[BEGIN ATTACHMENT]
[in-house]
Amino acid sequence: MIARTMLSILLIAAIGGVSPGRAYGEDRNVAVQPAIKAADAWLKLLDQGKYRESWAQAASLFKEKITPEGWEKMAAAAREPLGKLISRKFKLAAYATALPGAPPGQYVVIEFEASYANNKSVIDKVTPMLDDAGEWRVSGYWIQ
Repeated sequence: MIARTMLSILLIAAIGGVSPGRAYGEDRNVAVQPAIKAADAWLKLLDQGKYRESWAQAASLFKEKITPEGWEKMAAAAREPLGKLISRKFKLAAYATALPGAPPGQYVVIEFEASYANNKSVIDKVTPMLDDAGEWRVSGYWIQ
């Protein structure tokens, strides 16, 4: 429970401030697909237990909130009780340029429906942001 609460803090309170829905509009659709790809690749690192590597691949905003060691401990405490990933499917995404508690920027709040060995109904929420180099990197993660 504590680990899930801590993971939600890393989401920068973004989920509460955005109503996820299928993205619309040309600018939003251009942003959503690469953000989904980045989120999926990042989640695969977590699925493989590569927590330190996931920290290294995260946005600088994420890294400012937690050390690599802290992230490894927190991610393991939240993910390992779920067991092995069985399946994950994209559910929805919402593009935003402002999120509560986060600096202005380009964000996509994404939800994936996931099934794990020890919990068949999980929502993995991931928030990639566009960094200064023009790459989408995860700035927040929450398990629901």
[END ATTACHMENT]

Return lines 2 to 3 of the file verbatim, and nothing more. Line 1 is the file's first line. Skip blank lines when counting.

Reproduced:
Amino acid sequence: MIARTMLSILLIAAIGGVSPGRAYGEDRNVAVQPAIKAADAWLKLLDQGKYRESWAQAASLFKEKITPEGWEKMAAAAREPLGKLISRKFKLAAYATALPGAPPGQYVVIEFEASYANNKSVIDKVTPMLDDAGEWRVSGYWIQ
Repeated sequence: MIARTMLSILLIAAIGGVSPGRAYGEDRNVAVQPAIKAADAWLKLLDQGKYRESWAQAASLFKEKITPEGWEKMAAAAREPLGKLISRKFKLAAYATALPGAPPGQYVVIEFEASYANNKSVIDKVTPMLDDAGEWRVSGYWIQ